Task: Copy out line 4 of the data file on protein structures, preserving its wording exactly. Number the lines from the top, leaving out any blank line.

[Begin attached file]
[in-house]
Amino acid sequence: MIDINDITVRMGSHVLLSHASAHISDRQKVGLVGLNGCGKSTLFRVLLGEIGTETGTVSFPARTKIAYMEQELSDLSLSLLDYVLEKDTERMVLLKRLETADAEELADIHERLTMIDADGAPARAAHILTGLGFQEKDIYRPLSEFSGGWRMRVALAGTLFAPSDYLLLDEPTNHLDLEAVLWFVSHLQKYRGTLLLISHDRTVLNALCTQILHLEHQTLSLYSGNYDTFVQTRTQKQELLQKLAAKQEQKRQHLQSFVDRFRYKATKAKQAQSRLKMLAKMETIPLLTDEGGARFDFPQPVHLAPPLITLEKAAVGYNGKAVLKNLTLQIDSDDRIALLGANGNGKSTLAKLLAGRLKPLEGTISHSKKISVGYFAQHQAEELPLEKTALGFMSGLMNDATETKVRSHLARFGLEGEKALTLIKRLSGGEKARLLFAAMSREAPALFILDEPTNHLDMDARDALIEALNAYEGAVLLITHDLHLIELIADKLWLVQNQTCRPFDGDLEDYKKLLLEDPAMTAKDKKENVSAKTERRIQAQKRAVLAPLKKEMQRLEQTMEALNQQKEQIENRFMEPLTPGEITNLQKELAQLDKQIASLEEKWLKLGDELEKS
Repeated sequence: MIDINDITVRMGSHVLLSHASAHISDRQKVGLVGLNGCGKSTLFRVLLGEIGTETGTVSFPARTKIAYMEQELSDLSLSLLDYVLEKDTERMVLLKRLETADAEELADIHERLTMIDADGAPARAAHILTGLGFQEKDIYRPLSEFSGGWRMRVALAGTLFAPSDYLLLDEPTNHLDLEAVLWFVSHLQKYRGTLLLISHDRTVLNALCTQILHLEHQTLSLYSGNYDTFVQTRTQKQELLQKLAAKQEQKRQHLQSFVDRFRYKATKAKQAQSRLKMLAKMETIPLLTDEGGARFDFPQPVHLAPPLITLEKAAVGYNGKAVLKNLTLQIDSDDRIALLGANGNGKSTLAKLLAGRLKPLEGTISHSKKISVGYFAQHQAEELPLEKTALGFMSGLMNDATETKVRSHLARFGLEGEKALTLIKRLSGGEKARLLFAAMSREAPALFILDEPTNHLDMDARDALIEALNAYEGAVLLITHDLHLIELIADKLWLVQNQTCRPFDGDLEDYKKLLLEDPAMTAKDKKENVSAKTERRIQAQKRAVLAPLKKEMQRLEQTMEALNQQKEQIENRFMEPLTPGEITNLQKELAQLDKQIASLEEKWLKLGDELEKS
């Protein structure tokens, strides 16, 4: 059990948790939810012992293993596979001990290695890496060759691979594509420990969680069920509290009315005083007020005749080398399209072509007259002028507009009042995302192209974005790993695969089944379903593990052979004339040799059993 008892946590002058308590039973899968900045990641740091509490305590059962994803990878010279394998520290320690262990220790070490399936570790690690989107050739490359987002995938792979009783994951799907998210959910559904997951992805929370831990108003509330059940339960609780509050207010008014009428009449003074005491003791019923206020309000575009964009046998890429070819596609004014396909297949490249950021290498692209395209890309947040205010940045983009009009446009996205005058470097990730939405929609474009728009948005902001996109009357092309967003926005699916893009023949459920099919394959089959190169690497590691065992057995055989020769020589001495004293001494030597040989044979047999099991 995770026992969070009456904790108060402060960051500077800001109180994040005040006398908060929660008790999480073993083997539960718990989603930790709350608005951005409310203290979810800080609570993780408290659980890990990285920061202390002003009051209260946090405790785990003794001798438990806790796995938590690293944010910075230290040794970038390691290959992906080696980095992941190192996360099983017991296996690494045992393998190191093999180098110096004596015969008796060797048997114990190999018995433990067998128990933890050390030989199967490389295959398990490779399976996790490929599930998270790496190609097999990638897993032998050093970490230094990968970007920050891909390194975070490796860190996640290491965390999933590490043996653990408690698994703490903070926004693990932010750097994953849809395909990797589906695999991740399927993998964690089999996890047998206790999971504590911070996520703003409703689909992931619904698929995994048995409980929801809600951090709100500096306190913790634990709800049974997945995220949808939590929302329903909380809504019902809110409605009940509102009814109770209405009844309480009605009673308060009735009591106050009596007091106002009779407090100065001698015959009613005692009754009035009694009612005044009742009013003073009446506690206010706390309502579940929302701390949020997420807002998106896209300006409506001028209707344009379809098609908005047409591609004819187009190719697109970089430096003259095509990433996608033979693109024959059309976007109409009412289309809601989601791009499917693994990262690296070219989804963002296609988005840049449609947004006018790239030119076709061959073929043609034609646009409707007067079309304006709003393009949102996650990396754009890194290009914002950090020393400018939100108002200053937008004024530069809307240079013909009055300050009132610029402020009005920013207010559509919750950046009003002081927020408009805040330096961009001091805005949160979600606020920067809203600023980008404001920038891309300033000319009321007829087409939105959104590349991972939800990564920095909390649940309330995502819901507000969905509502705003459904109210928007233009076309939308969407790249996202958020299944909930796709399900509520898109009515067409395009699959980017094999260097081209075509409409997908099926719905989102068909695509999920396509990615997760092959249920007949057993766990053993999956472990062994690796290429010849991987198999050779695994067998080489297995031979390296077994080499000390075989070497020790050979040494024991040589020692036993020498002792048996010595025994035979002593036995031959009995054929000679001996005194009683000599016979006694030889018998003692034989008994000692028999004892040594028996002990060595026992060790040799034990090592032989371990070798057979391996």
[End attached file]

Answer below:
């Protein structure tokens, strides 16, 4: 059990948790939810012992293993596979001990290695890496060759691979594509420990969680069920509290009315005083007020005749080398399209072509007259002028507009009042995302192209974005790993695969089944379903593990052979004339040799059993 008892946590002058308590039973899968900045990641740091509490305590059962994803990878010279394998520290320690262990220790070490399936570790690690989107050739490359987002995938792979009783994951799907998210959910559904997951992805929370831990108003509330059940339960609780509050207010008014009428009449003074005491003791019923206020309000575009964009046998890429070819596609004014396909297949490249950021290498692209395209890309947040205010940045983009009009446009996205005058470097990730939405929609474009728009948005902001996109009357092309967003926005699916893009023949459920099919394959089959190169690497590691065992057995055989020769020589001495004293001494030597040989044979047999099991 995770026992969070009456904790108060402060960051500077800001109180994040005040006398908060929660008790999480073993083997539960718990989603930790709350608005951005409310203290979810800080609570993780408290659980890990990285920061202390002003009051209260946090405790785990003794001798438990806790796995938590690293944010910075230290040794970038390691290959992906080696980095992941190192996360099983017991296996690494045992393998190191093999180098110096004596015969008796060797048997114990190999018995433990067998128990933890050390030989199967490389295959398990490779399976996790490929599930998270790496190609097999990638897993032998050093970490230094990968970007920050891909390194975070490796860190996640290491965390999933590490043996653990408690698994703490903070926004693990932010750097994953849809395909990797589906695999991740399927993998964690089999996890047998206790999971504590911070996520703003409703689909992931619904698929995994048995409980929801809600951090709100500096306190913790634990709800049974997945995220949808939590929302329903909380809504019902809110409605009940509102009814109770209405009844309480009605009673308060009735009591106050009596007091106002009779407090100065001698015959009613005692009754009035009694009612005044009742009013003073009446506690206010706390309502579940929302701390949020997420807002998106896209300006409506001028209707344009379809098609908005047409591609004819187009190719697109970089430096003259095509990433996608033979693109024959059309976007109409009412289309809601989601791009499917693994990262690296070219989804963002296609988005840049449609947004006018790239030119076709061959073929043609034609646009409707007067079309304006709003393009949102996650990396754009890194290009914002950090020393400018939100108002200053937008004024530069809307240079013909009055300050009132610029402020009005920013207010559509919750950046009003002081927020408009805040330096961009001091805005949160979600606020920067809203600023980008404001920038891309300033000319009321007829087409939105959104590349991972939800990564920095909390649940309330995502819901507000969905509502705003459904109210928007233009076309939308969407790249996202958020299944909930796709399900509520898109009515067409395009699959980017094999260097081209075509409409997908099926719905989102068909695509999920396509990615997760092959249920007949057993766990053993999956472990062994690796290429010849991987198999050779695994067998080489297995031979390296077994080499000390075989070497020790050979040494024991040589020692036993020498002792048996010595025994035979002593036995031959009995054929000679001996005194009683000599016979006694030889018998003692034989008994000692028999004892040594028996002990060595026992060790040799034990090592032989371990070798057979391996």